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Is The Bible Valuable?

The following letter is from Dr. Ellsworth Huntington, Research Associate of Geography, Yale University:


Dear Mr. Teller: I have read with interest you article in The Truth Seeker. Your purpose is good but I doubt whether you are using a wise method. It seems to me that you go as far in one direction as the Fundamentalists do in the other. To speak as though the Bible were a perfectly worthless book, full of mistakes and expressing merely man's attempts to solve some of the world's great problems, it nevertheless contains numerous extremely beautiful and valuable sayings. Moreover, as an historical record, it is of extreme value. This is true no matter whether its ideas about God and the future life are true or false.


Your attitude drives people like myself in the opposite direction from what you intend.


Sincerely yours, Ellsworth Huntington


Dear Doctor Huntington: Thank you for your gracious communication and candid criticism.


As one who greatly admires your work in science and who holds you in deep respect, may I ask you to consider two or three points?


I try to keep as far away from Fundamentalism as I can get. I should dislike to think that any opinion of mine is driving persons like yourself "in the opposite direction". That would be toward Fundamentalism, the lowest rung in the intellectual ladder. I cannot think of any disservice worse than that.


You think it "absurd" that I call the Bible a "worthless book". I thought my statement would be understood in its relative sense. I was commenting on the Fundamentalist claim that the Bible is a book of knowledge. No doubt, even "worthless" things can be considered of value in some particular way. Clam shells can be made into buttons and garbage into perfume. The worthlessness of the Bible consists of its disregard of truth. I was not considering its value to rabbis and priests or to students of mythology.


You are doubtless correct in stating that the Bible contains some "beautiful and valuable sayings". I must dissent, however, from your opinion that they are "numerous". I doubt whether you could copy as many as six typewritten pages of wise sayings from the Bible. Try it sometime when you have nothing better to do. And for every sensible passage you find you will run across hundreds that are rubbish or worse. My King James version contains 1,159 pages of closely printed text. A book of that size, on science or history, which could not show more than several typewritten pages of good, solid material in it, does not rate high.


If a fruit grower were to sell you a barrel of apples in which all but three or four were rotten, you would be justified, I think, in writing him. "You have sent me a barrel of bad apples." You would not qualify your complaint by stating, "I am delighted with the barrel of apples you sent me, because there are several good ones in it." The same for the Bible. A few sensible sayings do not offset the hundreds of errors, stupidities, brutalities, vulgarisms, and downright crackpot ideas taught in the Bible. It is a literary curiosity -- not a book of wisdom. And its influence has been to stifle knowledge and foster superstition. It is responsible for science having been gagged for centuries.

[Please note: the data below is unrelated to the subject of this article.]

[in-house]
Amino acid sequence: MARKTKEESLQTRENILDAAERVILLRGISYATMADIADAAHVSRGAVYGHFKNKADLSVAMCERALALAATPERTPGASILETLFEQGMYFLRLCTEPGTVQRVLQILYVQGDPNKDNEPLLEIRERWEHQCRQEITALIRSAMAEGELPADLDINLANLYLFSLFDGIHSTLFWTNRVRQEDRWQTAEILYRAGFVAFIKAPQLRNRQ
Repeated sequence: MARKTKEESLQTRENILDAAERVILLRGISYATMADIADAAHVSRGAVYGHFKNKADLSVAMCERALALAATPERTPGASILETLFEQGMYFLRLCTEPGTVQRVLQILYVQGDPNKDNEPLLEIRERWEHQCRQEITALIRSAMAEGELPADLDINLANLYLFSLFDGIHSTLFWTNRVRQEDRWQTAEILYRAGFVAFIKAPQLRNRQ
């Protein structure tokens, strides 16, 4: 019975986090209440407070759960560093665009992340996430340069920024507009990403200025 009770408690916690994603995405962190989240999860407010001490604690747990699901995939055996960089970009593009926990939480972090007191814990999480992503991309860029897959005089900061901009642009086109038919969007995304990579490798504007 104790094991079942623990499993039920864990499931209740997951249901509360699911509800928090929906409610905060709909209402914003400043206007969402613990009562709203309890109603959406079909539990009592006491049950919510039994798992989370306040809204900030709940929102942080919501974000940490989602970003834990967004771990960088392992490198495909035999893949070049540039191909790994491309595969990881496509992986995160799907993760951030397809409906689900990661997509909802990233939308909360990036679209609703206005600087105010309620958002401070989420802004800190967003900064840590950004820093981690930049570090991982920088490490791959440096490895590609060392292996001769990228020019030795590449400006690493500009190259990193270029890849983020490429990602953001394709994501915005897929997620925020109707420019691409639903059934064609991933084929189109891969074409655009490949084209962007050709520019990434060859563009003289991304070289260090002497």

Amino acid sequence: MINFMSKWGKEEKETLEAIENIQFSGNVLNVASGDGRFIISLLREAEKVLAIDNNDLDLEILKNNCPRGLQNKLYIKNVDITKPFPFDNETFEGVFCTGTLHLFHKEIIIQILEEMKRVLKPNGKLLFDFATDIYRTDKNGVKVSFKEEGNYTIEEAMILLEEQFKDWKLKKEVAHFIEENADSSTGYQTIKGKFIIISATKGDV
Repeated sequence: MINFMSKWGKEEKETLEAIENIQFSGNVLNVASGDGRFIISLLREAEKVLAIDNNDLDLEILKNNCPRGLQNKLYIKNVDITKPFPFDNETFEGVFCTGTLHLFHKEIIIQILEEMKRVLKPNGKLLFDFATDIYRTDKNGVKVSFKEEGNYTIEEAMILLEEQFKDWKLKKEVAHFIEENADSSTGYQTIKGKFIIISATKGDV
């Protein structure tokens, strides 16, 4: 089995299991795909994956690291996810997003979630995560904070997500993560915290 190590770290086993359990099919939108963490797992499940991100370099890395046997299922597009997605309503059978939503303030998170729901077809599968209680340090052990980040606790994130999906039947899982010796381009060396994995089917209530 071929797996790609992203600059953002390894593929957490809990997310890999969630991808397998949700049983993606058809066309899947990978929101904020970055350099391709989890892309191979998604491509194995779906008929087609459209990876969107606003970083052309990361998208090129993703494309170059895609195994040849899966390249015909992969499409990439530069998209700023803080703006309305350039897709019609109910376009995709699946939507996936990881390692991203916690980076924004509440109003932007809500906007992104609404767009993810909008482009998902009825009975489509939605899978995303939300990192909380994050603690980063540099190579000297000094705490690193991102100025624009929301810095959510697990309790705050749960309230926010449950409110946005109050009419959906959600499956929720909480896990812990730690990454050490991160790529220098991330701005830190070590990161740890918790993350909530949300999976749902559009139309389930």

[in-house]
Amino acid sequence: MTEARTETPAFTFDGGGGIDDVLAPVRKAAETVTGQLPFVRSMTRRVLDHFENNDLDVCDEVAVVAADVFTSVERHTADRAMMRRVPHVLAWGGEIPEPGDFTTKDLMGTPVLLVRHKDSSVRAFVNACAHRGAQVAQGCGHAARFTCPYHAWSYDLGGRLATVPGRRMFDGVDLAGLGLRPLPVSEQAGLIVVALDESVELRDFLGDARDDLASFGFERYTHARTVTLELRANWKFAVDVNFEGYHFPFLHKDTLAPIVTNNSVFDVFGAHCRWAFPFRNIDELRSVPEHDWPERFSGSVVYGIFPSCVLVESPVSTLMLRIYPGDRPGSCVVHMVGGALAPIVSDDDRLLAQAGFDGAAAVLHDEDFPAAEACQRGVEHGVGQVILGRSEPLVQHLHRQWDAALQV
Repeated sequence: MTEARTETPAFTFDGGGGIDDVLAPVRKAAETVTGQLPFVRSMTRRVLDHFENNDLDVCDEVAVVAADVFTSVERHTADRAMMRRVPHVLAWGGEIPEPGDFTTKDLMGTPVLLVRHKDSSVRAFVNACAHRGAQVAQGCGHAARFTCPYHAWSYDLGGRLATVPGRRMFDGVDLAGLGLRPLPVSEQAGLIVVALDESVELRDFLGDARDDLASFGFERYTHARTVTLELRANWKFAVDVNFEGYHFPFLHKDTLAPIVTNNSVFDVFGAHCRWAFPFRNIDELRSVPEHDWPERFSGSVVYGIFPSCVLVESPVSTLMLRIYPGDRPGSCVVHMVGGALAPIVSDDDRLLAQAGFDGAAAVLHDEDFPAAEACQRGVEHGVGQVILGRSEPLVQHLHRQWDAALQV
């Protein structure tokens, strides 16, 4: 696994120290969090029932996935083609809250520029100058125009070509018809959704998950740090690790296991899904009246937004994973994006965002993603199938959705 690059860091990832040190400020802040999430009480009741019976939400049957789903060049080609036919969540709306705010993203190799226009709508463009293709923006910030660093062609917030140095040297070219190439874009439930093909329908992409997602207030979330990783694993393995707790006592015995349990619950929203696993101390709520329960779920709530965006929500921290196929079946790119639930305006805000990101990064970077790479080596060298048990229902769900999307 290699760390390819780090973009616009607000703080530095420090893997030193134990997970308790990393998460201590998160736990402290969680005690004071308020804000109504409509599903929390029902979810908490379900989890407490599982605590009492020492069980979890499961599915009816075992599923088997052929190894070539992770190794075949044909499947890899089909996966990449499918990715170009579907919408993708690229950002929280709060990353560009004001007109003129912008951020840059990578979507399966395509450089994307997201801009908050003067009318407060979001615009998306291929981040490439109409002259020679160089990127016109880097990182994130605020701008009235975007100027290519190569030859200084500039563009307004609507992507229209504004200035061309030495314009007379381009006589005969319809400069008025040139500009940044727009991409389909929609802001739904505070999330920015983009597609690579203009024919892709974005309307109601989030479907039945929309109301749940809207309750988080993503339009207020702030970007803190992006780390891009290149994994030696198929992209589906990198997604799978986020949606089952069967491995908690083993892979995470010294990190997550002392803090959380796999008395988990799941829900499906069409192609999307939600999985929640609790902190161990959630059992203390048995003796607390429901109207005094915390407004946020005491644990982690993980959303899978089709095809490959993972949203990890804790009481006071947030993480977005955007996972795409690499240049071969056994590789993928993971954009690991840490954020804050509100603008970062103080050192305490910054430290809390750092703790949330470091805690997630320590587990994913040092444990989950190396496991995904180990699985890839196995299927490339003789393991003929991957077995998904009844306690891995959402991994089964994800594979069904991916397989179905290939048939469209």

Experience has taught me that those who talk most about the beauty and wisdom of the Bible are those who read it least. Few persons take the trouble to read the book through. How many men of science have read the Bible from cover to cover? Of those you know, how many have studied it, reflected on its content, given it close and critical thought? How many have done more than parrot phrases they learned at their mothers' knee? The average scientist gives less thought to the Bible than he does to his billiards, bowling or bridge. And why shouldn't he? He is engaged in highly specialized study, and can't be bothered about what the ancient Jews thought about ghosts or what tribe they should butcher next.


I must dissent from your opinion that "as an historical record" the Bible is "of extreme value." In what way is it valuable? Is the story of creation a record of fact? Did the Garden of Eden exist? Was there a Flood? Is there any truth in the silly miracles related about Jesus? Do you yourself take any stock in Biblical science? History is the record of events. If the stories related from tradition are in conflict with archaeological records, they are not history. The chronology of the Bible does not check with the historical records of antiquity. As the Encyclopaedia Brittanica observes, "the methods of chronological computations adopted by the Assyrians were particularly exact" and there are marked "discrepancies" between these recrods and the stories of the Bible. Folklore and old wives' tales make up the greater part of the book. Many Biblical characters never lived. I agree with Joseph McCabe that "the Old Testament is a forgery." The "New", with its fabrications and falsities, is just as bad. History is not written in these way these books were compiled. I hold it absurd for anyone to pick up the Bible and say "Here is history."


Again assuring you of my appreciation of your letter, I am,
Sincerely yours, Woolsey Teller

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